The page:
2. The apparatus of claim 1, in which said platen comprises a pair of sheets of plastic material capable of softening without permanently losing shape at temperatures on the order of 300-35 0 F., between which sheets is received the heating element for said platen, said heating element comprising a coil of resistance wire wound about a glass cloth core.
3. The apparatus of claim 1, in which said platen comprises a pair of sheets of plastic material capable of softening without permanently losing shape at temperatures on the order of 300-350 F., between which sheets is received the heating element for said platen, said heat- References Cited in the file of this patent UNITED STATES PATENTS Whitehead Sept. 21, 1943 Anderson Nov. 8, 1949 Baldwin Mar. 14, 1950 12. Morrison May 30, 1950 Butler Sept. 5, 1950 Sayre Jan. 22, 1952 Langer Aug. 25, 1953 Gardner Oct. 4, 1955 'Fener June 25, 1957 Russell May 13, 1958 Elliott Mar. 18, 1960 Lane Apr. 26, 1960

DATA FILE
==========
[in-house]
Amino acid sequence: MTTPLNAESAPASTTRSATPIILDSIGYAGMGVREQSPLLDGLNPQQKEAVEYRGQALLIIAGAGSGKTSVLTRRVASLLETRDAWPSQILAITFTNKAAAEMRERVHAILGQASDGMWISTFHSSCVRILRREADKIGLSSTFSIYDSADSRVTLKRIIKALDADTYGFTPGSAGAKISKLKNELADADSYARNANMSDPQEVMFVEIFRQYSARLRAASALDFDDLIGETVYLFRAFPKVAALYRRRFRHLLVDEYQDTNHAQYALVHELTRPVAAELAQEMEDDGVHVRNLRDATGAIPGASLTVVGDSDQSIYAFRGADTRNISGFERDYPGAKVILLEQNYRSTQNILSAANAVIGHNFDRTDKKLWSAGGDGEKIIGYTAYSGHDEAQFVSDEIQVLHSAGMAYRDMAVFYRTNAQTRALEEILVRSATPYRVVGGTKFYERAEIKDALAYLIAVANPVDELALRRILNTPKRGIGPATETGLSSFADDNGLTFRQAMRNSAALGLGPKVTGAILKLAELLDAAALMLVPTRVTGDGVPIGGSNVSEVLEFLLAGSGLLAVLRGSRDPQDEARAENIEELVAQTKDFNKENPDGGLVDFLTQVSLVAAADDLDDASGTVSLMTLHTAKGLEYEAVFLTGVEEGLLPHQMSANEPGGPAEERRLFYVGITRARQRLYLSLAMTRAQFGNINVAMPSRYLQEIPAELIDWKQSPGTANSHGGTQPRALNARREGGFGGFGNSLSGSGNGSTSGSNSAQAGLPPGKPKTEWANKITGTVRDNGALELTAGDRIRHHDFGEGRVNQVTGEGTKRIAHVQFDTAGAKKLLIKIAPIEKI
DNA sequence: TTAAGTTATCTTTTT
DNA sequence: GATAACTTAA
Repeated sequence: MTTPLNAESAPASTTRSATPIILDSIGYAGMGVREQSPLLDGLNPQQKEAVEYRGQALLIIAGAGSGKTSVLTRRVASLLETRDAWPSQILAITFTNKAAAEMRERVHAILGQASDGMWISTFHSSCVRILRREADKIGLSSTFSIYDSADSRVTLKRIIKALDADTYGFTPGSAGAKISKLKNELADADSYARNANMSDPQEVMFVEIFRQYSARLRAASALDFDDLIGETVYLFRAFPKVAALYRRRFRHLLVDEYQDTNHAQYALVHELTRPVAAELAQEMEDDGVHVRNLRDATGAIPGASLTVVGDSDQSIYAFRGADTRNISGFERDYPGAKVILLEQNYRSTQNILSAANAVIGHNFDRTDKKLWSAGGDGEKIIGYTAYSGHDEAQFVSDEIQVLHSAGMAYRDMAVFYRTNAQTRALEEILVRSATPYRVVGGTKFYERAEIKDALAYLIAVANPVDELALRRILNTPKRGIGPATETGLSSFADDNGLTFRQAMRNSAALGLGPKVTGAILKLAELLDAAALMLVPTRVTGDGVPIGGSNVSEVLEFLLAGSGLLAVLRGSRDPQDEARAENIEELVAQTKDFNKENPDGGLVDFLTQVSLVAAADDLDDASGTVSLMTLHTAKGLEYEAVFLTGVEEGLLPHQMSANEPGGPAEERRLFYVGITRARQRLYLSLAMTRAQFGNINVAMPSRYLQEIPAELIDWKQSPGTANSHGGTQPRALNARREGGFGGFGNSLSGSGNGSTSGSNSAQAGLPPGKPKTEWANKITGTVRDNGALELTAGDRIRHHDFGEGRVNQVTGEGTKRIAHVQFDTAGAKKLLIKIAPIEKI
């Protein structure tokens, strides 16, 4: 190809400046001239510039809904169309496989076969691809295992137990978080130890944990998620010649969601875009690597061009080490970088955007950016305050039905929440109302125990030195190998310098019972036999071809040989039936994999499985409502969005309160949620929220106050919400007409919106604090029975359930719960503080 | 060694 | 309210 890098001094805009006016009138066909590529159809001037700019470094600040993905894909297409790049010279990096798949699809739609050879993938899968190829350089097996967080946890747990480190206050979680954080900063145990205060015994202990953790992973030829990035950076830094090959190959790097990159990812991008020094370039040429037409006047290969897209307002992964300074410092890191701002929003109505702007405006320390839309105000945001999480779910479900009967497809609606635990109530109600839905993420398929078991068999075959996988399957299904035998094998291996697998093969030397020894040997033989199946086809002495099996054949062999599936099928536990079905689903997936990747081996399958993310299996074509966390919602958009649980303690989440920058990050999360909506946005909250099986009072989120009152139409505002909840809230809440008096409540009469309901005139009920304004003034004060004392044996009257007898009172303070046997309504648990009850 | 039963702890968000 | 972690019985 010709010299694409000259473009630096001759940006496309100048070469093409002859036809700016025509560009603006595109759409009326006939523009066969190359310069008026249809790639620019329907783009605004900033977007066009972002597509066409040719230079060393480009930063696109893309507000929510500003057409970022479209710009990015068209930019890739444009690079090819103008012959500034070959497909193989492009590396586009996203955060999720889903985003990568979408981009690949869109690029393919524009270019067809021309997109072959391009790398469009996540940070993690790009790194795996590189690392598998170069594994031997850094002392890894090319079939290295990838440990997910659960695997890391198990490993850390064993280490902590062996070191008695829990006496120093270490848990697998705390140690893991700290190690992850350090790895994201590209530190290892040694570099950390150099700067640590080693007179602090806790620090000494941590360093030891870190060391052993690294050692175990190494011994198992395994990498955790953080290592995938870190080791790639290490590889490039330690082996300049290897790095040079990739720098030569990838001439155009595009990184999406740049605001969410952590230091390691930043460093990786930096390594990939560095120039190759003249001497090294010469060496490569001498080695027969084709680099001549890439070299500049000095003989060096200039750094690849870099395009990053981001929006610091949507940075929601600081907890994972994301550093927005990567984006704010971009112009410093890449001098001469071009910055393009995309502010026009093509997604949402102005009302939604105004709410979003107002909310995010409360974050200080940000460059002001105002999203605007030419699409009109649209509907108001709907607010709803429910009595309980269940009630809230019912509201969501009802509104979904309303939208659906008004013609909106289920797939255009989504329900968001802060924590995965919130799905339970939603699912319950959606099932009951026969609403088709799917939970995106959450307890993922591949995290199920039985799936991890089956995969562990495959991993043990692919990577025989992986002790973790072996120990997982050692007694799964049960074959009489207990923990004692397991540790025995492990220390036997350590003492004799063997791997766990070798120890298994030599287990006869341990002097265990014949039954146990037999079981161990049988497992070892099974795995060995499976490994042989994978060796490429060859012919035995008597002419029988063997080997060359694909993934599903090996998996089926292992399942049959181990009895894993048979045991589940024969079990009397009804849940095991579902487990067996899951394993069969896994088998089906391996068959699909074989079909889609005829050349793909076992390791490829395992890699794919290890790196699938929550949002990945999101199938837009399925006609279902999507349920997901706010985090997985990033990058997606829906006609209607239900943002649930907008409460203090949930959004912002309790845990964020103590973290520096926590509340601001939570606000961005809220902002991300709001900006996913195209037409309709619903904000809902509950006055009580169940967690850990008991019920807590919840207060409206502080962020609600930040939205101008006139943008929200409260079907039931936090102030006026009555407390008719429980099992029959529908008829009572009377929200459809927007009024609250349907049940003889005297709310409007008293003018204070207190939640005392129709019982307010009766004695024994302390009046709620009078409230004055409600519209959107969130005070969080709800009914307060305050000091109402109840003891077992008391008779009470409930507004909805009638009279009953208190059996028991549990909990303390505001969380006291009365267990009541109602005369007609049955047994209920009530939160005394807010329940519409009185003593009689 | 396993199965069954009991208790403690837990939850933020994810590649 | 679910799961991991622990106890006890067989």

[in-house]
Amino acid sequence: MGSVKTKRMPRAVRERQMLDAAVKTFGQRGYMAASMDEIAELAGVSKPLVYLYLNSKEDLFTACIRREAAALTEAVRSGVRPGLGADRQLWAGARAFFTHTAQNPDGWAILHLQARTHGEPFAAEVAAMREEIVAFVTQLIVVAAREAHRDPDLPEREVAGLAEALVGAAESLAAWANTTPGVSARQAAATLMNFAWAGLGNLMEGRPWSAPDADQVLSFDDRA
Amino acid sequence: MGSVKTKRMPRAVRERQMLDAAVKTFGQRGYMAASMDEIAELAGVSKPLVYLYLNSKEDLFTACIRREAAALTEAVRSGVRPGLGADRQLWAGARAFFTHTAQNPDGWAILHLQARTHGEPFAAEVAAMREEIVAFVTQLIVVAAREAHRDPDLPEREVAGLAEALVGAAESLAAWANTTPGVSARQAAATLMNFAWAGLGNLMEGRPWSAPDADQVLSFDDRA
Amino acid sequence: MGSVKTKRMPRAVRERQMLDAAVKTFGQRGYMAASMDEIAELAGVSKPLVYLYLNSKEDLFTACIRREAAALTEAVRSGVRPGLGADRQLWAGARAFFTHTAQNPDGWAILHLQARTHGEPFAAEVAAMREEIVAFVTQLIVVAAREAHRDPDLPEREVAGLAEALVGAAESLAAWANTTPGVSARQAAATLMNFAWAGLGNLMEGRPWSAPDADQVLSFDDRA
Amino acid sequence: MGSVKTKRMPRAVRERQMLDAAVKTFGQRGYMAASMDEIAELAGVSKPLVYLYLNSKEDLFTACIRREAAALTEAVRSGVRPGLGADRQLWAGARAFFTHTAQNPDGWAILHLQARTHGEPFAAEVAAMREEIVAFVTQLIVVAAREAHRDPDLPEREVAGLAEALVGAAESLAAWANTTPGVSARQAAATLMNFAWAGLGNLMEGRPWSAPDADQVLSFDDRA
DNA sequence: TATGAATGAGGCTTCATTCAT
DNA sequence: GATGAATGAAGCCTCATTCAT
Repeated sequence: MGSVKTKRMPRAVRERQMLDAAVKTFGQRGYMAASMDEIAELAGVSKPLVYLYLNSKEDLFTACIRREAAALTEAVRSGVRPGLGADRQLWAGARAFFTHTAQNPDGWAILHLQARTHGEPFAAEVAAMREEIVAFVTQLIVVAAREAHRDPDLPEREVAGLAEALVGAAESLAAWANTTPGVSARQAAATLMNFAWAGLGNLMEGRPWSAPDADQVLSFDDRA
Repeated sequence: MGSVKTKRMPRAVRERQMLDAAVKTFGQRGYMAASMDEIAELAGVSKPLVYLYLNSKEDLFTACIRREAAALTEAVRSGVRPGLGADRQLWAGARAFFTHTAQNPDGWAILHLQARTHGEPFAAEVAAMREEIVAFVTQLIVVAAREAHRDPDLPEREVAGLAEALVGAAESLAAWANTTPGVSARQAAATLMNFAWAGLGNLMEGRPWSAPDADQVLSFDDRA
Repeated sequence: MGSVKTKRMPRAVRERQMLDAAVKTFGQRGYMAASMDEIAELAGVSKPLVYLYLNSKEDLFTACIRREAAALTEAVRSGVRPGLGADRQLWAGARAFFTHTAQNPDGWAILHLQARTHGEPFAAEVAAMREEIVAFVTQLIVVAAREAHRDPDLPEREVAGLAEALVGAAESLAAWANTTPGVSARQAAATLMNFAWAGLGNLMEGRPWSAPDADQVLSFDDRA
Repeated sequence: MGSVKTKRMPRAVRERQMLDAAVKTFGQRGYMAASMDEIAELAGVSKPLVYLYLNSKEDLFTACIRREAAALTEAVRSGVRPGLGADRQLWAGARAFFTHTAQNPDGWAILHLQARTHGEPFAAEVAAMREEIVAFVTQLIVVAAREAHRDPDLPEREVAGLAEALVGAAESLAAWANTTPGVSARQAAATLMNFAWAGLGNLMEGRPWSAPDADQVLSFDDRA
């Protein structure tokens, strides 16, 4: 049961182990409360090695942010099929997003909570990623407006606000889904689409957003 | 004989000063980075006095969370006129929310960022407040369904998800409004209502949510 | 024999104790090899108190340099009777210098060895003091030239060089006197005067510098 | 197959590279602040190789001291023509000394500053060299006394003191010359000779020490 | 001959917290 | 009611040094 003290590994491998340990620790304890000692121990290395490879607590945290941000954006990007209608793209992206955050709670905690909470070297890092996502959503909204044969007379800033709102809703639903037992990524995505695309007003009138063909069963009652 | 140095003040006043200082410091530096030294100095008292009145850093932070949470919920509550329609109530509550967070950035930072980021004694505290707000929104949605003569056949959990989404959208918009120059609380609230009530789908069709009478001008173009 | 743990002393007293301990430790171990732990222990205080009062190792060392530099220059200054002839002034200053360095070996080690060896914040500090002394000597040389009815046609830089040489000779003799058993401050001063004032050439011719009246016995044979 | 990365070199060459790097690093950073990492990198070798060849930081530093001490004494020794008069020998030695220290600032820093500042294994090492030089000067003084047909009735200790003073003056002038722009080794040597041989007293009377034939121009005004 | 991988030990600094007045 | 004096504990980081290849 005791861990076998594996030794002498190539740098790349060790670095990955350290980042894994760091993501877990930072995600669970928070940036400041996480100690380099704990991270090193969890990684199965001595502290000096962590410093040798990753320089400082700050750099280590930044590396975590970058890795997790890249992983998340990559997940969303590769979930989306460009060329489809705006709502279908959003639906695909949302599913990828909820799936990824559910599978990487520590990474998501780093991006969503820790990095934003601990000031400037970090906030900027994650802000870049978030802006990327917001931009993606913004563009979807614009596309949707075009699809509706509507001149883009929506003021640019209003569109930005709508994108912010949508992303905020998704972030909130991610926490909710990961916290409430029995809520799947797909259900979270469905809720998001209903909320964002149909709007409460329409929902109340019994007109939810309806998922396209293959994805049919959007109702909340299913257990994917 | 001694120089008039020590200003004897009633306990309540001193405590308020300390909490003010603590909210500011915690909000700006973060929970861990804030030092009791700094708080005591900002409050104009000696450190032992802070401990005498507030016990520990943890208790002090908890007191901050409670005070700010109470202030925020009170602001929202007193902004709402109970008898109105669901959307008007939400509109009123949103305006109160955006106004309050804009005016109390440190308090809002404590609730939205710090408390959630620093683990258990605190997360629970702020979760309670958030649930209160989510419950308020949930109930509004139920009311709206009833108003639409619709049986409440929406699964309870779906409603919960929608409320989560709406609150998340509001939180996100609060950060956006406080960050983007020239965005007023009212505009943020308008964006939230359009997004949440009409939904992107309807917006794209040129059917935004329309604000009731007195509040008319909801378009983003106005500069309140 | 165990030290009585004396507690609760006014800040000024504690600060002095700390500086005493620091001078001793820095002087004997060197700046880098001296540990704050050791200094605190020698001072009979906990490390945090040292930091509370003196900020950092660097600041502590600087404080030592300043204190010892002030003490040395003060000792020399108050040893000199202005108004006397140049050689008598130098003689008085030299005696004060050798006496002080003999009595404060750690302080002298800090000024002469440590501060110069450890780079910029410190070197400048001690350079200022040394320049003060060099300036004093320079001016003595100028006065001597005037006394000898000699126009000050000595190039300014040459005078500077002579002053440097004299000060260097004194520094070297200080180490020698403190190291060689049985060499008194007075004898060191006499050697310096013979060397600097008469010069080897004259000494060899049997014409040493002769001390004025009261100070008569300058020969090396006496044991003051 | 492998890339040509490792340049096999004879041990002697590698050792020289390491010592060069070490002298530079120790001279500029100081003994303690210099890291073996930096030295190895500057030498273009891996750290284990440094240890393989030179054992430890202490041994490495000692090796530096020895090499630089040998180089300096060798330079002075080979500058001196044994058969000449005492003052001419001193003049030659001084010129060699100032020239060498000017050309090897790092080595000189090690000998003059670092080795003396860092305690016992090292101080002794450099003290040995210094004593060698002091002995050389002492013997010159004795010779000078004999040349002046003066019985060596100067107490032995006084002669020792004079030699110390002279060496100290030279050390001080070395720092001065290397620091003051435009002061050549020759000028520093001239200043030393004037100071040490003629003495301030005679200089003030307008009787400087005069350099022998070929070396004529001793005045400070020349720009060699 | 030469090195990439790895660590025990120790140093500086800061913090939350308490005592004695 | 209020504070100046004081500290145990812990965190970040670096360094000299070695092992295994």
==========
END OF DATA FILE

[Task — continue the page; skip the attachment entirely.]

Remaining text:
|Cited Patent||Filing date||Publication date||Applicant||Title|
|US2329867 *||Dec 2, 1941||Sep 21, 1943||Ned Whitehead||Apparatus for preparing laminated articles|
|US2487631 *||Nov 18, 1946||Nov 8, 1949||Anderson Paul Z||Laminating press|
|US2500791 *||Aug 8, 1947||Mar 14, 1950||Baldwin Locomotive Works||Supporting means for press platens|
|US2509693 *||Sep 24, 1948||May 30, 1950||Paragon Electric Company||Timing and signaling system for soup heating cups|
|US2521282 *||Nov 21, 1947||Sep 5, 1950||Butler Roy E||Electrically heated plastics press|
|US2583393 *||May 23, 1946||Jan 22, 1952||Boonton Moldingl Company||Electronic heating|
|US2650183 *||Aug 7, 1951||Aug 25, 1953||Langer Nicholas||Heatsealing method|